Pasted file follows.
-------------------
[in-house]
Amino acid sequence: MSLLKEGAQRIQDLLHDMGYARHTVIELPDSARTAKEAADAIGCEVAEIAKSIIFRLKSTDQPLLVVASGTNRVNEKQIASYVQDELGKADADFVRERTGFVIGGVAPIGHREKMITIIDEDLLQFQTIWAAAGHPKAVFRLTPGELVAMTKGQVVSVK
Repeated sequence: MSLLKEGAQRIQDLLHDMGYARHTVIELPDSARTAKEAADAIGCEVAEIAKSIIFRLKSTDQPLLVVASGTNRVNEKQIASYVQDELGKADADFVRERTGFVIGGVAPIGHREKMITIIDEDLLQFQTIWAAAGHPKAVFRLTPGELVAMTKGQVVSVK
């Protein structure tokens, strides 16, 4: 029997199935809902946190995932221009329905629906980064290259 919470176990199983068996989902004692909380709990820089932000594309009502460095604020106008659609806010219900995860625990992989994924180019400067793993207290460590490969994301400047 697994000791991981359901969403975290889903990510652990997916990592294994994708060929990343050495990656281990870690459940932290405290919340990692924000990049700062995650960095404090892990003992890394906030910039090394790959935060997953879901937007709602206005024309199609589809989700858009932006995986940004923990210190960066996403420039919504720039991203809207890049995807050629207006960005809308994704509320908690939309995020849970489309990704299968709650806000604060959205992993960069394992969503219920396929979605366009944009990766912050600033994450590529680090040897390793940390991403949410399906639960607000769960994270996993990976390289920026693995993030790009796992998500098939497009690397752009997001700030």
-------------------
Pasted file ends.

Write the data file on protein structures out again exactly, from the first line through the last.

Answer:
[in-house]
Amino acid sequence: MSLLKEGAQRIQDLLHDMGYARHTVIELPDSARTAKEAADAIGCEVAEIAKSIIFRLKSTDQPLLVVASGTNRVNEKQIASYVQDELGKADADFVRERTGFVIGGVAPIGHREKMITIIDEDLLQFQTIWAAAGHPKAVFRLTPGELVAMTKGQVVSVK
Repeated sequence: MSLLKEGAQRIQDLLHDMGYARHTVIELPDSARTAKEAADAIGCEVAEIAKSIIFRLKSTDQPLLVVASGTNRVNEKQIASYVQDELGKADADFVRERTGFVIGGVAPIGHREKMITIIDEDLLQFQTIWAAAGHPKAVFRLTPGELVAMTKGQVVSVK
């Protein structure tokens, strides 16, 4: 029997199935809902946190995932221009329905629906980064290259 919470176990199983068996989902004692909380709990820089932000594309009502460095604020106008659609806010219900995860625990992989994924180019400067793993207290460590490969994301400047 697994000791991981359901969403975290889903990510652990997916990592294994994708060929990343050495990656281990870690459940932290405290919340990692924000990049700062995650960095404090892990003992890394906030910039090394790959935060997953879901937007709602206005024309199609589809989700858009932006995986940004923990210190960066996403420039919504720039991203809207890049995807050629207006960005809308994704509320908690939309995020849970489309990704299968709650806000604060959205992993960069394992969503219920396929979605366009944009990766912050600033994450590529680090040897390793940390991403949410399906639960607000769960994270996993990976390289920026693995993030790009796992998500098939497009690397752009997001700030």